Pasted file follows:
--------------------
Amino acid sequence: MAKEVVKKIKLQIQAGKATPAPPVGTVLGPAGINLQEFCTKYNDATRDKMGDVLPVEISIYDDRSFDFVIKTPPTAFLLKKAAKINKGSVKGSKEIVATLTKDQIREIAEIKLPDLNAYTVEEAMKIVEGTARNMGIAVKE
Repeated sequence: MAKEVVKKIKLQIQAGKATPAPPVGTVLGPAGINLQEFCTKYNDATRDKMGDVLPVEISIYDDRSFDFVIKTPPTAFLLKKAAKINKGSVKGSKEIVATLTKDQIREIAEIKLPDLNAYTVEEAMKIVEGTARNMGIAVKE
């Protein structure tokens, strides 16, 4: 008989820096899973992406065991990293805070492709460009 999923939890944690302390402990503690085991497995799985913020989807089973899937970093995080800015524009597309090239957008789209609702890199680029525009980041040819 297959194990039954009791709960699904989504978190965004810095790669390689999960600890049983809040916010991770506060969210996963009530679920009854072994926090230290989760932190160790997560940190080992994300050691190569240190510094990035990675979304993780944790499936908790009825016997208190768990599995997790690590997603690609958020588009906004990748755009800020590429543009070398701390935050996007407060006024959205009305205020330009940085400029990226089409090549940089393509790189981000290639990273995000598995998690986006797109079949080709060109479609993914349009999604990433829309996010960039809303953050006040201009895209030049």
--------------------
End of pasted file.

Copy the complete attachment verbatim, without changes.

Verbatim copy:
Amino acid sequence: MAKEVVKKIKLQIQAGKATPAPPVGTVLGPAGINLQEFCTKYNDATRDKMGDVLPVEISIYDDRSFDFVIKTPPTAFLLKKAAKINKGSVKGSKEIVATLTKDQIREIAEIKLPDLNAYTVEEAMKIVEGTARNMGIAVKE
Repeated sequence: MAKEVVKKIKLQIQAGKATPAPPVGTVLGPAGINLQEFCTKYNDATRDKMGDVLPVEISIYDDRSFDFVIKTPPTAFLLKKAAKINKGSVKGSKEIVATLTKDQIREIAEIKLPDLNAYTVEEAMKIVEGTARNMGIAVKE
């Protein structure tokens, strides 16, 4: 008989820096899973992406065991990293805070492709460009 999923939890944690302390402990503690085991497995799985913020989807089973899937970093995080800015524009597309090239957008789209609702890199680029525009980041040819 297959194990039954009791709960699904989504978190965004810095790669390689999960600890049983809040916010991770506060969210996963009530679920009854072994926090230290989760932190160790997560940190080992994300050691190569240190510094990035990675979304993780944790499936908790009825016997208190768990599995997790690590997603690609958020588009906004990748755009800020590429543009070398701390935050996007407060006024959205009305205020330009940085400029990226089409090549940089393509790189981000290639990273995000598995998690986006797109079949080709060109479609993914349009999604990433829309996010960039809303953050006040201009895209030049």